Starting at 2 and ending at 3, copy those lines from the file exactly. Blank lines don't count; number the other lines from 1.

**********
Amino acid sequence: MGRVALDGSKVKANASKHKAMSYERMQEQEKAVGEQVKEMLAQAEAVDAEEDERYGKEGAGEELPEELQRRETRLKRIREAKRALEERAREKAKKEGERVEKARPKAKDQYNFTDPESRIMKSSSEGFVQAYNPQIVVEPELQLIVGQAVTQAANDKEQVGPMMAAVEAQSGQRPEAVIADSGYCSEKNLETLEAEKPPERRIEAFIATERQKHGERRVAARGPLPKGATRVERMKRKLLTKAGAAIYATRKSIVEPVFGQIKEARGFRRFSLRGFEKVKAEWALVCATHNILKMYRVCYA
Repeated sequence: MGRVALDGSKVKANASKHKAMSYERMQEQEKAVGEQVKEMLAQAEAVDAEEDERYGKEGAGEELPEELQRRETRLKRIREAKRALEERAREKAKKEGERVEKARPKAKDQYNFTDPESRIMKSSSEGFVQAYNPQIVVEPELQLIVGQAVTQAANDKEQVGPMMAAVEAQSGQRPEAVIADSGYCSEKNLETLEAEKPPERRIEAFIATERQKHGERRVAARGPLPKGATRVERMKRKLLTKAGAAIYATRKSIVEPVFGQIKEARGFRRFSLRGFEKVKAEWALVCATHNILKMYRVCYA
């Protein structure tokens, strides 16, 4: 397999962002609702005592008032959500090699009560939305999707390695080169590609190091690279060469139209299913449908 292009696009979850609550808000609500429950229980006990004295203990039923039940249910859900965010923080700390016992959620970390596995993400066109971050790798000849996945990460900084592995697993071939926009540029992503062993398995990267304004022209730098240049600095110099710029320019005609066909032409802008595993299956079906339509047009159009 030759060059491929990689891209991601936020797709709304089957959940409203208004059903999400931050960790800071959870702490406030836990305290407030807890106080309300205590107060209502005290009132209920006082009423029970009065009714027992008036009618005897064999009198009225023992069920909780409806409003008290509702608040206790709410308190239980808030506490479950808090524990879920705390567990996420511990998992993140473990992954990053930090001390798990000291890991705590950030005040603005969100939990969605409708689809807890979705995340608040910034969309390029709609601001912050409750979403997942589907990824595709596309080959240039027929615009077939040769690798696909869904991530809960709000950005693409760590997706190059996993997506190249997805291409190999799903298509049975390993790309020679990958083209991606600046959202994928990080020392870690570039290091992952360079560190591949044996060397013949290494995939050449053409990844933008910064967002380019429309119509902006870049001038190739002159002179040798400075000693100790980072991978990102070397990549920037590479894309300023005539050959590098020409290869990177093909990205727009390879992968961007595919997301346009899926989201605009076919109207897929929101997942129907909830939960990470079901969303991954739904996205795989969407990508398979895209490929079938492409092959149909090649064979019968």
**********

Repeated sequence: MGRVALDGSKVKANASKHKAMSYERMQEQEKAVGEQVKEMLAQAEAVDAEEDERYGKEGAGEELPEELQRRETRLKRIREAKRALEERAREKAKKEGERVEKARPKAKDQYNFTDPESRIMKSSSEGFVQAYNPQIVVEPELQLIVGQAVTQAANDKEQVGPMMAAVEAQSGQRPEAVIADSGYCSEKNLETLEAEKPPERRIEAFIATERQKHGERRVAARGPLPKGATRVERMKRKLLTKAGAAIYATRKSIVEPVFGQIKEARGFRRFSLRGFEKVKAEWALVCATHNILKMYRVCYA
């Protein structure tokens, strides 16, 4: 397999962002609702005592008032959500090699009560939305999707390695080169590609190091690279060469139209299913449908 292009696009979850609550808000609500429950229980006990004295203990039923039940249910859900965010923080700390016992959620970390596995993400066109971050790798000849996945990460900084592995697993071939926009540029992503062993398995990267304004022209730098240049600095110099710029320019005609066909032409802008595993299956079906339509047009159009 030759060059491929990689891209991601936020797709709304089957959940409203208004059903999400931050960790800071959870702490406030836990305290407030807890106080309300205590107060209502005290009132209920006082009423029970009065009714027992008036009618005897064999009198009225023992069920909780409806409003008290509702608040206790709410308190239980808030506490479950808090524990879920705390567990996420511990998992993140473990992954990053930090001390798990000291890991705590950030005040603005969100939990969605409708689809807890979705995340608040910034969309390029709609601001912050409750979403997942589907990824595709596309080959240039027929615009077939040769690798696909869904991530809960709000950005693409760590997706190059996993997506190249997805291409190999799903298509049975390993790309020679990958083209991606600046959202994928990080020392870690570039290091992952360079560190591949044996060397013949290494995939050449053409990844933008910064967002380019429309119509902006870049001038190739002159002179040798400075000693100790980072991978990102070397990549920037590479894309300023005539050959590098020409290869990177093909990205727009390879992968961007595919997301346009899926989201605009076919109207897929929101997942129907909830939960990470079901969303991954739904996205795989969407990508398979895209490929079938492409092959149909090649064979019968």